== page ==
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In August 2018, the FASB issued ASU 2018-13, “Fair Value Measurement (Topic 820): Disclosure Framework—Changes to the Disclosure Requirements for Fair Value Measurement” (“ASU 2018-13”) which changes the fair value measurement disclosure requirements of ASC 820. The ASU adds new disclosure requirements, and eliminates and modifies existing disclosure requirements. The amendments on changes in unrealized gains and losses, the range and weighted average of significant unobservable inputs used to develop Level 3 fair value measurements, and the narrative description of measurement uncertainty should be applied prospectively for only the most recent interim or annual period presented in the initial fiscal year of adoption. All other amendments should be applied retrospectively to all periods presented. ASU 2018-13 will be effective for the Company commencing in the first quarter of fiscal year 2020. The Company is currently evaluating the amended guidance and the impact on its consolidated financial statements and related disclosures.

In August 2018, the FASB issued ASU 2018-15, “Intangibles—Goodwill and Other—Internal-Use Software (Subtopic 350-40): Customer’s Accounting for Implementation Costs Incurred in a Cloud Computing Arrangement That Is a Service Contract (a consensus of the FASB Emerging Issues Task Force)” (“ASU 2018-15”) which amends ASC 350-402 to address a customer’s accounting for implementation costs incurred in a cloud computing arrangement (“CCA”) that is a service contract. ASU 2018-15 amends ASC 350 and clarifies that a customer should apply ASC 350-40 to determine which implementation costs should be capitalized in a CCA. The ASU does not expand on existing disclosure requirements except to require a description of the nature of hosting arrangements that are service contracts. Entities are permitted to apply either a retrospective or prospective transition approach to adopt the guidance. ASU 2018-15 will be effective for the Company commencing in the first quarter of fiscal year 2020. The Company is currently evaluating the amended guidance and the impact on its consolidated financial statements and related disclosures.

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Note 2. Revenue from Contracts with Customers
The Company recognizes revenue when control over a product or service is transferred to a customer. This transfer occurs primarily when goods are picked up by a customer at the branch or when goods are delivered to a customer location. Revenue is measured at the transaction price, which is based on the amount of consideration that the Company expects to receive in exchange for transferring the promised goods or services to the customer. The transaction price will include estimates of variable consideration, such as returns and provisions for doubtful accounts and sales incentives, to the extent it is probable that a significant reversal of revenue recognized will not occur. In all cases, when a sale is recorded by the Company, no significant uncertainty exists surrounding the purchaser’s obligation to pay. The Company also has entered into agency agreements with certain of its suppliers whereby the Company operates as a sales agent of those suppliers. The suppliers retain title to their merchandise until it is sold by the Company and determine the prices at which the Company can sell their merchandise. The Company recognizes these agency sales on a net basis and records only the product margin as commission revenue within Net sales.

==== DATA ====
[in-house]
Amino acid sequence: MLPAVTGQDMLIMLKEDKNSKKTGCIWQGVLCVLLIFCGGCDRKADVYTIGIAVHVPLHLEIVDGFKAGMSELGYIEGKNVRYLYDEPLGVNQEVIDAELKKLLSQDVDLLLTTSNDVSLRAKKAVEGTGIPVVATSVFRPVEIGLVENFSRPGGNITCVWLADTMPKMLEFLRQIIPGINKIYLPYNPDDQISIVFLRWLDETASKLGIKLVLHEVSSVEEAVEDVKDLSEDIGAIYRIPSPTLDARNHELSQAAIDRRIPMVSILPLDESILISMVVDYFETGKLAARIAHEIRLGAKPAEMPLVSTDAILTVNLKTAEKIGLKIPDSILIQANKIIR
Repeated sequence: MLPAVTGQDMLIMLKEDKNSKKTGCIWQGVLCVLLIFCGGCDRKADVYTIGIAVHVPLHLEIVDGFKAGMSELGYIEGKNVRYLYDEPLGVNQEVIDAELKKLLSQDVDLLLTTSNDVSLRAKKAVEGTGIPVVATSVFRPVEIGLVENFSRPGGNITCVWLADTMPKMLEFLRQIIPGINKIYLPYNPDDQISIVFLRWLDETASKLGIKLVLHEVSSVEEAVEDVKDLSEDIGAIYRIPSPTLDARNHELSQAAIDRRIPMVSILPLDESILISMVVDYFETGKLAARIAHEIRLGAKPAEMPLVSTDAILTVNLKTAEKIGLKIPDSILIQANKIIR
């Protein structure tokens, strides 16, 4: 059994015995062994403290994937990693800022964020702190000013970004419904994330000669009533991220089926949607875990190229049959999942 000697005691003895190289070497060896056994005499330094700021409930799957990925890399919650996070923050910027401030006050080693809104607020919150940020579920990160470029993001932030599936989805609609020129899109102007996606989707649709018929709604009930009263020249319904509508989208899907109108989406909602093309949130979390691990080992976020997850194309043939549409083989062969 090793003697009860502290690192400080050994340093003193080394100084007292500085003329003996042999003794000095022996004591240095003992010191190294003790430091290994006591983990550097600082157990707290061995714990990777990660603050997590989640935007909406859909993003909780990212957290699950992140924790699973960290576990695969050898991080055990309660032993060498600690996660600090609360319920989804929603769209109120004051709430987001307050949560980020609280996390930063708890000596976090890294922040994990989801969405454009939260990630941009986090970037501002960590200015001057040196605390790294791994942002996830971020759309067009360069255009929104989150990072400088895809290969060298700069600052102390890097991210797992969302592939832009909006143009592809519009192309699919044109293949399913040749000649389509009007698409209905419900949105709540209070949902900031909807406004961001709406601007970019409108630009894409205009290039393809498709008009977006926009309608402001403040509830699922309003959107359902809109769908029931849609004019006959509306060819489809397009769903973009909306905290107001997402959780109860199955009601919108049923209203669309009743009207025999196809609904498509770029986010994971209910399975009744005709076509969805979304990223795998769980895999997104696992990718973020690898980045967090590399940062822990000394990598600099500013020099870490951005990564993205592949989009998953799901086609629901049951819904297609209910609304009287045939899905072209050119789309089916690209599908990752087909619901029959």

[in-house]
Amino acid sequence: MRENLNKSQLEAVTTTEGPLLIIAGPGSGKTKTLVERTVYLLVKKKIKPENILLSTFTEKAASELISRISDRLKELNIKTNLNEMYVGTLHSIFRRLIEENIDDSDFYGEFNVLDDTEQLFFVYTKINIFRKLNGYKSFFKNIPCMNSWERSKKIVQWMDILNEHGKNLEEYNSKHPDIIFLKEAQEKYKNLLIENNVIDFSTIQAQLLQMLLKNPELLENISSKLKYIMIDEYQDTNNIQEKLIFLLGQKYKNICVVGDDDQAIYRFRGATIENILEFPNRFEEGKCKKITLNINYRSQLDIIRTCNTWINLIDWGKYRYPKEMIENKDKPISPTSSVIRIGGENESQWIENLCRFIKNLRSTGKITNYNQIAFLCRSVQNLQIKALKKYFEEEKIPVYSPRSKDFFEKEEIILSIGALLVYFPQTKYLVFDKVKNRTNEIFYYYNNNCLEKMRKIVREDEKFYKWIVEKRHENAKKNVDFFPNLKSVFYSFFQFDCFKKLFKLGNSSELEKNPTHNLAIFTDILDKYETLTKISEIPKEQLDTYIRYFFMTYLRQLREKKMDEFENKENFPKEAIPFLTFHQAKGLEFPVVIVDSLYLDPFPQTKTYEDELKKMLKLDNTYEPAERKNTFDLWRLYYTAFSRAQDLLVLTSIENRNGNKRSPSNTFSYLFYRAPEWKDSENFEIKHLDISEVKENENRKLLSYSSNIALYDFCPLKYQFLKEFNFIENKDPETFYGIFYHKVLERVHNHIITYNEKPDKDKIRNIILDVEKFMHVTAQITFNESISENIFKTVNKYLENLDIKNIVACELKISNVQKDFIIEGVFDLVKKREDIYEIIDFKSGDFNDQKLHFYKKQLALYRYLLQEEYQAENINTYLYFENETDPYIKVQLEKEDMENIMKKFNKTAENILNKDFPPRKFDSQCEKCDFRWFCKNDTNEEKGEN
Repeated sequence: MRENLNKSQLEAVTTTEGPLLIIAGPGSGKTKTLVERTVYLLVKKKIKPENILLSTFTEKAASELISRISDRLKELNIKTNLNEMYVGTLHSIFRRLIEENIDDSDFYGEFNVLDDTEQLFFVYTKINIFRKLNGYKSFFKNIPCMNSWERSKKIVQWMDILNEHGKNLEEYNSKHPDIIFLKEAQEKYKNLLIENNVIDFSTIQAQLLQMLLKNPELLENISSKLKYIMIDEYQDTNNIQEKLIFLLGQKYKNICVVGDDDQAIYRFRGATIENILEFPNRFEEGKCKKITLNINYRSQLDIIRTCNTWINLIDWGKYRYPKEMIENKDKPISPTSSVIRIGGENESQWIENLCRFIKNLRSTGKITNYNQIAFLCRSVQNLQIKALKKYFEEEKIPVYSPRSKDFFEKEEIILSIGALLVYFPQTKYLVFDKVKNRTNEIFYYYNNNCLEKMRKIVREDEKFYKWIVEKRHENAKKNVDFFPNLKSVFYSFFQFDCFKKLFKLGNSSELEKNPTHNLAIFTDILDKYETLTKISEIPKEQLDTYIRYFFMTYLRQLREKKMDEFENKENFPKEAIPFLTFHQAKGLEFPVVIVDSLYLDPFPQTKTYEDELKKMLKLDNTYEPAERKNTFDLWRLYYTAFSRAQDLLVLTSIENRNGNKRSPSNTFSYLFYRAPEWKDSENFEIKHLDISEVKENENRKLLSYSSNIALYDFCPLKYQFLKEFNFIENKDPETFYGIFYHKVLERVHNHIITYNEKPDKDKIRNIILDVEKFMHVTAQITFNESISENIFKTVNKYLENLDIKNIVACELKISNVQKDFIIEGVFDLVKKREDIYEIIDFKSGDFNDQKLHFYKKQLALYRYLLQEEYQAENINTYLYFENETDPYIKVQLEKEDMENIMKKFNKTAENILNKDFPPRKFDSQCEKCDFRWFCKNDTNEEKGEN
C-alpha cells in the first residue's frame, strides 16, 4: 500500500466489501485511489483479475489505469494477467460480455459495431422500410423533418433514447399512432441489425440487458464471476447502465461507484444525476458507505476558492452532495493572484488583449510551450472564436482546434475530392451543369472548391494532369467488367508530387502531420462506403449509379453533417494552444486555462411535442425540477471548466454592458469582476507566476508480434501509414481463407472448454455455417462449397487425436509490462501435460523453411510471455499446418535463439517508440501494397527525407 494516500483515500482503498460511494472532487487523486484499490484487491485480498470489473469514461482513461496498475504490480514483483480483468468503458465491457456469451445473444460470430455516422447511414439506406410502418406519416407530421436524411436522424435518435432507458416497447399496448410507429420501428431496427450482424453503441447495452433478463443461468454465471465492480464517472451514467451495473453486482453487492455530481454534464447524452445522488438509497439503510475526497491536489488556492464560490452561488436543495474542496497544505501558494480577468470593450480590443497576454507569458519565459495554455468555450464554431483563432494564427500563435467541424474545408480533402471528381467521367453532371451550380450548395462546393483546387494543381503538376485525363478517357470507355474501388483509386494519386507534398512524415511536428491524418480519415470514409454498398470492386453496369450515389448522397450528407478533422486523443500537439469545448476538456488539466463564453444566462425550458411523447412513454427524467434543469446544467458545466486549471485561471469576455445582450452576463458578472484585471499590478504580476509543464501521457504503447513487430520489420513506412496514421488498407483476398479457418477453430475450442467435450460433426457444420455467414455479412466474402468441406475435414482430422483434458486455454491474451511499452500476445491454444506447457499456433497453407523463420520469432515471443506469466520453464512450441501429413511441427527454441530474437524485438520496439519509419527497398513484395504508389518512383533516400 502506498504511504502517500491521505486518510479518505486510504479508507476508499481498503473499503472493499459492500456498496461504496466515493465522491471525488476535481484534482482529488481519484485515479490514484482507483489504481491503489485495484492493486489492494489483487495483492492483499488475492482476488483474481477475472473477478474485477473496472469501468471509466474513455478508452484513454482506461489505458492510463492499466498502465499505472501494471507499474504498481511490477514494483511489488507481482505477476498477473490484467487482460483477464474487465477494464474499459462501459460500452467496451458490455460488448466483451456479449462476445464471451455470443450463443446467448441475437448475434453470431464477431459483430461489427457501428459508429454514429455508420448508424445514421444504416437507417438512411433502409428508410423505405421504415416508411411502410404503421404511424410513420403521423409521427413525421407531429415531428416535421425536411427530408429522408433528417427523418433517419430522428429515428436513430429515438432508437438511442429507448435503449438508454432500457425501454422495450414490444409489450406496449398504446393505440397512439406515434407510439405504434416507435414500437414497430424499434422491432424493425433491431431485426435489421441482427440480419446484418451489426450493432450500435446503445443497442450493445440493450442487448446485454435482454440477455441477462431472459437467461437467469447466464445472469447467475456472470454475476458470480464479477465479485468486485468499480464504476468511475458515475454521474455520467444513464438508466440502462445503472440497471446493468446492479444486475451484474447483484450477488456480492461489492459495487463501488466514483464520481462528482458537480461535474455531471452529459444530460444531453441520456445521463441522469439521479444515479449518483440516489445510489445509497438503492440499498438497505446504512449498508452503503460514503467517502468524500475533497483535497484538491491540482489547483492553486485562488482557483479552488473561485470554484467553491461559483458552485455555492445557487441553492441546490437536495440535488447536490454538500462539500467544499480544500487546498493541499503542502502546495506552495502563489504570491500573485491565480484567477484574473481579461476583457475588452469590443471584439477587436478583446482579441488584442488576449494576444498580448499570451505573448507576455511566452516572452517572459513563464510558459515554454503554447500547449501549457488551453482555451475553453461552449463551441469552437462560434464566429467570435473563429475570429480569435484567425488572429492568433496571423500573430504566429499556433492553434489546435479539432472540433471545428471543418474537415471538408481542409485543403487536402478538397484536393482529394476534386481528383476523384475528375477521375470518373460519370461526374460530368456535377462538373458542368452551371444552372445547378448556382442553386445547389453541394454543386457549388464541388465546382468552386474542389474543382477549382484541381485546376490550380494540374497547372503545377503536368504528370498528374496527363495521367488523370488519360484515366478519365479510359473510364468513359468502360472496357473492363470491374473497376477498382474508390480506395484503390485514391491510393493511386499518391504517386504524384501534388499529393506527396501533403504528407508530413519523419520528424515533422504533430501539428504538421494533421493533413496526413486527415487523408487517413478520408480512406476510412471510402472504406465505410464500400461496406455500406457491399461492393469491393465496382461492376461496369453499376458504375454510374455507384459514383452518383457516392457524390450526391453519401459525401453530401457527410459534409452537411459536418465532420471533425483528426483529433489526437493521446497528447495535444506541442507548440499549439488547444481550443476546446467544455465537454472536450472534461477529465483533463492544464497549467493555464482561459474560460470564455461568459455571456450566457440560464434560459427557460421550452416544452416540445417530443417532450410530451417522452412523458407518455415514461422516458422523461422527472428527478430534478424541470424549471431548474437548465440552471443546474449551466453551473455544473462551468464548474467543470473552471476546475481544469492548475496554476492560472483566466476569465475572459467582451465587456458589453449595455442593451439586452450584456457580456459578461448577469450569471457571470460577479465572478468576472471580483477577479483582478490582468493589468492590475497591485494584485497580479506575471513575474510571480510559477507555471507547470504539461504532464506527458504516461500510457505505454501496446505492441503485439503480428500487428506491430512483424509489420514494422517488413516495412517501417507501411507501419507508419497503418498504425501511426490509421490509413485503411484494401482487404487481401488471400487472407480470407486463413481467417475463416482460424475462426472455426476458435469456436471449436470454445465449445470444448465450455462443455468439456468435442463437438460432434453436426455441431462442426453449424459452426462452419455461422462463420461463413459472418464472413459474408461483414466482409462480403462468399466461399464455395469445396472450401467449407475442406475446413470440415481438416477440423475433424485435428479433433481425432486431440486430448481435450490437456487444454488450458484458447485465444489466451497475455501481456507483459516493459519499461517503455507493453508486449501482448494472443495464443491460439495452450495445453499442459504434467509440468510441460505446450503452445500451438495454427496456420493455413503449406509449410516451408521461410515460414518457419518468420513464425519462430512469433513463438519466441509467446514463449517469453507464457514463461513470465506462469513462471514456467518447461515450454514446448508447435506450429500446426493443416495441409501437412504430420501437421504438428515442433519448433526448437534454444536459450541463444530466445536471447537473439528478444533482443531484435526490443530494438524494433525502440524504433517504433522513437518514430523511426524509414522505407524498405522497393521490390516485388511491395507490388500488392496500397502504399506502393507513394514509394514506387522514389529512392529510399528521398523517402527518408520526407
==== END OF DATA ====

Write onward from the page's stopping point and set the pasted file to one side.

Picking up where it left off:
The following table presents Net sales disaggregated by product category:
 
 
Three Months Ended
 
Nine Months Ended
 
 
September 30, 2018
 
October 1, 2017
 
September 30, 2018
 
October 1, 2017
Landscaping products(a)
 
$
406.5

 
$
341.4

 
$
1,138.8

 
$
983.3

Agronomic and other products(b)
 
172.0

 
161.0

 
498.9

 
462.7


 
$
578.5

 
$
502.4

 
$
1,637.7

 
$
1,446.0

______________
(a) Landscaping products include irrigation, nursery, hardscapes, outdoor lighting and landscape accessories.
(b) Agronomic and other products include fertilizer, control products, ice melt, equipment and other products.


Remaining Performance Obligations
Remaining performance obligations related to ASC 606 represent the aggregate transaction price allocated to performance obligations with an original contract term greater than one year which are fully or partially unsatisfied at the end of the period. Remaining performance obligations include the outstanding points balance related to the customer loyalty reward program. The program allows enrolled customers to earn loyalty rewards on purchases to be used on future purchases, to pay for annual customer trips hosted by the Company, or to obtain gift cards to other third party retailers. Remaining performance obligations do not include revenue from contracts with customers with an original term of one year or less.
As of September 30, 2018, the aggregate amount of the transaction price allocated to remaining performance obligations was approximately $9.8 million. The Company expects to recognize revenue on the remaining performance obligations over the next 12 months.

Contract Balances